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Posted by on Sep 26, 2011 in Blog |

How We Approach Change

How We Approach Change

During the Internet Ministries Innovation Lab at Leadership Network last week, Vince Marotte made a presentation on the trends of internet ministries and the model they use at Gateway Church in Austin, TX.  During his presentation, he showed the peculiar picture of John Fitch’s first steamboat and asked, “Why was this the first model of a steamboat?”

Looking at the picture, the answer should be pretty obvious: John took the prevailing model of ‘boat’ and just crammed the new “steam technology” right in the middle of it.

That got me to thinking about how we often approach change and innovation in our lives, organizations, and churches.  Rather than start from a blank slate and explore all the possibilities before us, we have a tendency to start with our current model of doing things and try to fit the new into the old.  We read a book, attend a conference, or have an inspiring conversation with a thought leader, and return home to try and press the new learnings into old systems and structures.


Part of this is due to the realities of models, particularly the fact that the hardest model to change is one that is working.  It doesn’t matter how poorly things may be going in life or how dismally an organization is performing, if the status quo is ‘working’ at all, we generally stick with it.  Its familiar.  Its comfortable.  It keeps the peace.  Its safe.  Its risk-free (at least we perceive it to be so).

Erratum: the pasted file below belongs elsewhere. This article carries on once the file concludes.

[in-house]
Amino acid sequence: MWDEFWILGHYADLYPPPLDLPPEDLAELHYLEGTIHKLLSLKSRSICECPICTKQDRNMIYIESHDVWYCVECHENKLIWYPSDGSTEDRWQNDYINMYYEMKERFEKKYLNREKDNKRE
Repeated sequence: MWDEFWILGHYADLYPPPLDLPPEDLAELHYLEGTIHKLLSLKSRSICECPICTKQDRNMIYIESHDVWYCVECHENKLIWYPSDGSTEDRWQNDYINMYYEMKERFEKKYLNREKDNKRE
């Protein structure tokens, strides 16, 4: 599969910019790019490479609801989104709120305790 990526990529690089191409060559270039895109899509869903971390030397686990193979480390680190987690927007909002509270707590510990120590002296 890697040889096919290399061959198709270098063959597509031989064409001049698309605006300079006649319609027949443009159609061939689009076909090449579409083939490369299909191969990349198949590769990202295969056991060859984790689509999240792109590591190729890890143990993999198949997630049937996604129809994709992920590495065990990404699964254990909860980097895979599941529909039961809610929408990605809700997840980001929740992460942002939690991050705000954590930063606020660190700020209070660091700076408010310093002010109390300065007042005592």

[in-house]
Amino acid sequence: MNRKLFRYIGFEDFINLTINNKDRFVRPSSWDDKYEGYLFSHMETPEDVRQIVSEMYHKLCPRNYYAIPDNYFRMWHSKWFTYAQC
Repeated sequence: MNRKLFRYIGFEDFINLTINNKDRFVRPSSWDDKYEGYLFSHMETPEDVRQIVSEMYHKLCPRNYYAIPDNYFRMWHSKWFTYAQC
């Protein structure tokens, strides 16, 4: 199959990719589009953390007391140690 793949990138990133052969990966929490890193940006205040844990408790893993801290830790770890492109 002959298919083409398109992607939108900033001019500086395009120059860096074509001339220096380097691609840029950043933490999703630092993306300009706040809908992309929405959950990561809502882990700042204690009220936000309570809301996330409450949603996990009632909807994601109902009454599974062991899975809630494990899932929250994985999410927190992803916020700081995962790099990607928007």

In writing that last paragraph, I’m reminded of a quote by Keith Johnstone:

“There are people who prefer to say ‘yes’ and there are people who prefer to say ‘no.’ Those who say ‘yes’ are rewarded by the adventures they have, and those who say ‘no’ are rewarded by the safety they attain.”

Which is your reward?

Back to the topic at hand…I believe another key factor that impacts our approach to change and innovation is our reluctance to take the time and expend the energy necessary for purposeful, intentional change.  Most individuals and organizations find it difficult to have the critical conversations that allow for new ideas and innovations to emerge.  My experience tells me it isn’t because the desire is lacking.  Rather, either leaders lack the knowledge of processes that will fit their needs, or they don’t understand the ROI on the time invested in proactive planning.

What about you?  How do you approach change and innovation?  Do you start with your current model, or do you give yourself the freedom to begin with a blank slate?  What ongoing processes do you keep in place to ensure that your church or organization stays fresh and ahead of the curve?  How much time do you invest in “heads up” thinking and planning?



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